Recently, a well-known sommelier posted an image of himself pouring wine for what looked like some kind of judging panel. It included a caption that referred to a sommelier’s “real work” as being on the floor, serving customers. There was an implied slight against those non-working-the-floor sommeliers. Many industry folks jumped in to defend the leaders, writers, teachers, and other influencers who bring wine joy and education to the world but who no longer work on a restaurant floor. It’s time to get over it–Somm is a role and a title.
It’s not a new argument. Still, his position makes me wonder what, exactly, he objects to. Is it the working somm who has aspired to a leadership position? Or is it the everyday person who passed an exam but doesn’t work in the industry? Either way, his exception takes a swipe at those who’ve earned their way to leadership or those who chose to participate in a system they didn’t invent.
Let’s tease this out.
Sommelier as role: the ballplayer
If you want to argue what a “real” sommelier is, by his own logic this person should be driving pack animals during a house move. It’s generally agreed that the term derives from Old and Middle French, and was about logistics. As language does, the word evolved in context and eventually came to refer to the person in charge of buying, selling, and serving wine in a restaurant.
At that point, sommelier was a role, the same way you’d refer to a ballplayer. Those who actively play ball professionally or are developing toward a career in ball are ballplayers. When they stop, they no longer qualify.
Sommelier as designation: the student
In the 1960s, a group of British organizations (representing the wine, hotel and restaurant, and tobacco industries) found it needed expertise in front-line wine sales and service. They had a good to offer. They had experts in that good. But they didn’t have people who could present that good to the buying public with any level of consistent skill. Ever walk into an Apple store? If it was full of computer engineers, Silicon Valley tycoons, and electronics journalists you’d get a lot of expertise, but uneven service.
So, as Nick Hines on vinepair.com explains, Bryan Julyan, head of the Court of Master Sommeliers, tells us that,
“To sell high-quality wine, the organizations wanted a highly educated service industry, and the country had lacked a large professional service class since the war. To solve this problem, the organizations gathered together in 1969 and created a test at the Vintner’s Hall in London that was designed ‘to encourage sommeliers to become professional, to study.'”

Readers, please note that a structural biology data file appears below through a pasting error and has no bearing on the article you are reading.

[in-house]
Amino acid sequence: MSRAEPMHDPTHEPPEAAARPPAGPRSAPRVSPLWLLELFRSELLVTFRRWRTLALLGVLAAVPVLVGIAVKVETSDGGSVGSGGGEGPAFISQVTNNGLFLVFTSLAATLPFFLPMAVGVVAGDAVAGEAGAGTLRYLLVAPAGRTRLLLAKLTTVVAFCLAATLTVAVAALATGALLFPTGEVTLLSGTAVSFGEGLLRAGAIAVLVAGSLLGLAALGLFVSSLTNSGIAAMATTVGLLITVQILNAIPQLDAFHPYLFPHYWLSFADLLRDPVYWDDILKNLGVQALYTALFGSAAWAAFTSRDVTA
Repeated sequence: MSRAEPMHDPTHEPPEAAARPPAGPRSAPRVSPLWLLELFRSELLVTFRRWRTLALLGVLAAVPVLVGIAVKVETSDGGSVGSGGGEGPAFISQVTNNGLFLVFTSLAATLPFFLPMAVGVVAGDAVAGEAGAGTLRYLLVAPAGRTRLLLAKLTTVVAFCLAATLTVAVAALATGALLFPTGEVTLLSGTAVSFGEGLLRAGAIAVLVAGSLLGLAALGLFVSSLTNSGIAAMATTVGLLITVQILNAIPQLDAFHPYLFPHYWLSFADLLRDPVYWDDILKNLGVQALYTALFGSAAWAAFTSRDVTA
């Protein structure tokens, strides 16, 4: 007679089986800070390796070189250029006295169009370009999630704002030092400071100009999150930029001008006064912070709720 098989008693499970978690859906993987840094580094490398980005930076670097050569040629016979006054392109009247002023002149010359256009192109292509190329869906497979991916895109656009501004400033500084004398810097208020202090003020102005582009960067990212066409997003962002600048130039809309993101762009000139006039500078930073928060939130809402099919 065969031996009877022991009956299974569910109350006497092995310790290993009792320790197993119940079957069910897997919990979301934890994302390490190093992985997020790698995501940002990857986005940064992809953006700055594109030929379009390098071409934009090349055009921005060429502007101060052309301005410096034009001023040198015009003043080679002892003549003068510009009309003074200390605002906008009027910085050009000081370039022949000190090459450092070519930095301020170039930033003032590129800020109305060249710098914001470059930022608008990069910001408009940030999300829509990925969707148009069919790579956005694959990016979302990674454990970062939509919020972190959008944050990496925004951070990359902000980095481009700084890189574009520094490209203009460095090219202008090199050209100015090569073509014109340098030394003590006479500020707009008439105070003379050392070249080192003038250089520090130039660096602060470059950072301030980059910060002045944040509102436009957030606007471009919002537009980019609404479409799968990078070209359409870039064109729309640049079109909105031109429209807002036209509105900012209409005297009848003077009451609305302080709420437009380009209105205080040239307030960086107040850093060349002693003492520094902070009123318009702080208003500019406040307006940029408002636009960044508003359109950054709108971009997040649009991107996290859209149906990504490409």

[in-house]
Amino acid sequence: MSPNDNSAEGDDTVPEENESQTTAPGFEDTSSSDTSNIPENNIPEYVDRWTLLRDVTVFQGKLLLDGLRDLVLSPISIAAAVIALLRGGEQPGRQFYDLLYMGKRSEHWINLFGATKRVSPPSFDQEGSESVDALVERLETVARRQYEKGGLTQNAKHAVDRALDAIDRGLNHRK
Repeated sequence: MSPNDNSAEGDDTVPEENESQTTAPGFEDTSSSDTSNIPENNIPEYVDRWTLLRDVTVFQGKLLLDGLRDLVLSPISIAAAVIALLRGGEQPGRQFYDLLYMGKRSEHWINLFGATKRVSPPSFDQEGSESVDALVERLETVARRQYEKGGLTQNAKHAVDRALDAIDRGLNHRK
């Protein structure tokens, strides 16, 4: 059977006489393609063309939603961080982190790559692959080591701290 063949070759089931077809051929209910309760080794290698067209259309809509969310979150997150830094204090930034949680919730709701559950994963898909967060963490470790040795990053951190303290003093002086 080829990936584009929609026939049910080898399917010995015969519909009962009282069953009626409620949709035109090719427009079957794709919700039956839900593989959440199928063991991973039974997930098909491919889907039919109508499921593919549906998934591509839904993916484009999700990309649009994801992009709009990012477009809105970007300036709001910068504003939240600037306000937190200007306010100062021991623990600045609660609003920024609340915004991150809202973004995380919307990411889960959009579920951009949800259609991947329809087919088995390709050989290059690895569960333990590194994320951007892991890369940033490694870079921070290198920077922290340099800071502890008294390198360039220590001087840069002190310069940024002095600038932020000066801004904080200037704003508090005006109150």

And voilà. Now the role had become a title, with the intention to improve and standardize the general expertise of those in the role. Like an electrician.
Sommelier as electrician–the double standard
Ever notice how no one gets their knickers in a knot when a non-practicing journeyman electrician does not generate their income by actively wiring buildings? It’s ok for them to teach, open their own business, or help their friends. But for some reason, when someone with a sommelier designation does the same thing, some people get upset.
The thing is, as soon as something becomes a title and we choose to pursue and earn it, we forfeit the right to complain about who gets that title and what they choose to do with it.
I get it. As a working professional, it could be irksome to have someone who never intends to step foot in a restaurant use the title to boost their ego. But that’s not the fault of the one who does that. They are operating within the rules of a system that created the opportunity. On top of that, being against it perpetuates the very problem sommellerie has been battling for years: the “you don’t belong in our club” attitude.
The solution: sommelier as… pilot?
The analogies are imperfect, I know. Ballplaying has a system of competition that harnesses the best talent in a high-demand and high-paying field. You can’t get a certificate based on your skill and knowledge. Electrical work is about the very objective standards of safety and pragmatism; it’s not about subjective, experience-based things like enjoyment and art.
But can sommellerie find a middle ground that pleases everyone? Maybe we can learn from pilots. Recreational flyers say “I have my pilot’s license”. People who get paid to fly commercially say “I am a pilot”. When we hear these two statements, we know both:
- have trained and studied and paid to do so
- had to pass a test
- have to maintain their knowledge and practical experience
On the other hand:
- one has enough money to do it for fun
- the other makes money doing it
- no one questions the motivations of either
While different levels of sommelier (Certified, Advanced, Maître) attempt to differentiate skill, they don’t address the issue of working versus not.
So, we could go two ways: the designating bodies could re-examine the titles and consider ideas like “working Somm”, “mentoring Somm”, “recreational Somm” and have different requirements to maintain (or not) these titles.
Or, we could all get over it.